On 16th September 2022, Mahsa Amini was found dead in a Tehran jail cell. The Iranian government claim she died of natural causes, despite other protesters having seen her being brutalised by ‘morality police’ for not wearing her headscarf tight enough.
Sara Haghdootsi, the Iranian-American director of Win Without War wrote in an article for Ink Stick:
“Over the last few weeks, the entire globe has witnessed a glimpse of what I’ve known my whole life: Women in Iran are not to be messed with. Chants of “Zan, Zendegi, Azadi” — “Women, Life, Freedom” — are reverberating through the streets.
Feminism in Iran has been present throughout its history but continuously ignored or silenced. We have to call out this erasure. And it is essential to point out that this erasure wasn’t accidental.It was inspired by destructive, foreign colonial thinking and domestic patriarchy, neither of which are unique to Iran. I think back to the work of the scholar Leila Ahmed, who tells us of Lord Cromer, a British consul general in Egypt in the late 1800s who loudly condemned the veil and Islam’s treatment of women while also being a leader of the men’s league for opposing women’s suffrage."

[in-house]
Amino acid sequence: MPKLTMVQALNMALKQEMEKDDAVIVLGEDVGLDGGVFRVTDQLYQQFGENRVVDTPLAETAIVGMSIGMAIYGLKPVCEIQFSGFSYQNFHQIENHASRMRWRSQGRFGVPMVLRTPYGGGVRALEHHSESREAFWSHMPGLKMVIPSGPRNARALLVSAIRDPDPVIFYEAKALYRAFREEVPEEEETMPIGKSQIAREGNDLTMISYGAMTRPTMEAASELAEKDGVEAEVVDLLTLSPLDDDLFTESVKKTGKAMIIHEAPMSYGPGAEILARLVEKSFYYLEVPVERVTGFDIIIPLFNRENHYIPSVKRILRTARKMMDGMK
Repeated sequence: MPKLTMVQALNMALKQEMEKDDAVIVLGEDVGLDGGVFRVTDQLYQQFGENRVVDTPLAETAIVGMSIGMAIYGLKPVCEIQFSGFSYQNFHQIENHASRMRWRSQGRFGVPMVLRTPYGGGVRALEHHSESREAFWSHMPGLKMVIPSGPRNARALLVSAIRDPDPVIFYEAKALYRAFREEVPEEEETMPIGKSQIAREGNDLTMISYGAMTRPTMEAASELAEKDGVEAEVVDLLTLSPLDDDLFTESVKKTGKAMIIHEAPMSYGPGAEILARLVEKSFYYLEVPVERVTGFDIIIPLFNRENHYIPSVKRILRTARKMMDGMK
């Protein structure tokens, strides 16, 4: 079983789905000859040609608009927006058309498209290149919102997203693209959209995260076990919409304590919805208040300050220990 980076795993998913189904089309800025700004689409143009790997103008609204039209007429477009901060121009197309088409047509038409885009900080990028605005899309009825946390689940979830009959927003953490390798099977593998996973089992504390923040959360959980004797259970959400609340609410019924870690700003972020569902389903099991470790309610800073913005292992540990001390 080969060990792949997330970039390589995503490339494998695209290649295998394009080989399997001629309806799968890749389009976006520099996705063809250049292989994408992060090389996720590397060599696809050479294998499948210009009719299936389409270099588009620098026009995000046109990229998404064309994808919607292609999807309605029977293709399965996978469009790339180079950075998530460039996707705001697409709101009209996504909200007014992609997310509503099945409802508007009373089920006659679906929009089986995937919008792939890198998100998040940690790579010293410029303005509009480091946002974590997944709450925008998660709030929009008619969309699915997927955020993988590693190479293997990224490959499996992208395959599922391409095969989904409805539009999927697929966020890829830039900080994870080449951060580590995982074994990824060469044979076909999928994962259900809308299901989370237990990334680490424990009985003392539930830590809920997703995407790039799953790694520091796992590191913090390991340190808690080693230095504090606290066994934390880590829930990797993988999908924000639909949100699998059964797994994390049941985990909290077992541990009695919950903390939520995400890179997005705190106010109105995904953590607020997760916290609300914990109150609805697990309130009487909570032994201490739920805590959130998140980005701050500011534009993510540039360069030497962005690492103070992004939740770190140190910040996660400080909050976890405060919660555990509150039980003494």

"Cromer’s duplicitous move to cast himself as the voice for “voiceless” women is a dynamic that endures today and one that many of us know too well. Portraying women in Iran and around the world as “powerless” and in need of “saving” allows for an insidious “us” and “them-ing”: the “us” being those civilized in the west and the “them” being the savage brown men cast as animals and brown women who can either do nothing or know
It’s a narrative that hurts everyone. And racism only adds to the burden
for feminists in countries subject to colonial attitudes and violent toxic masculinity. It gaslights women into thinking that the violence they experience on a day-to-day basis is somehow utterly different. In reality, patriarchal violence is always about control, the world over.
When we look at the photos and videos of Iran, with women standing on top of cars, burning hijabs, and staring down armed police, one thing is clear: They aren’t damsels that need saving. Instead, they’re heroes who need solidarity. They need us to listen instead of talk over them. Their chants have made it clear that their demands go beyond the injustice of compulsory hijab to a deeper rage at the oppression they face daily at the hands of the Iranian government."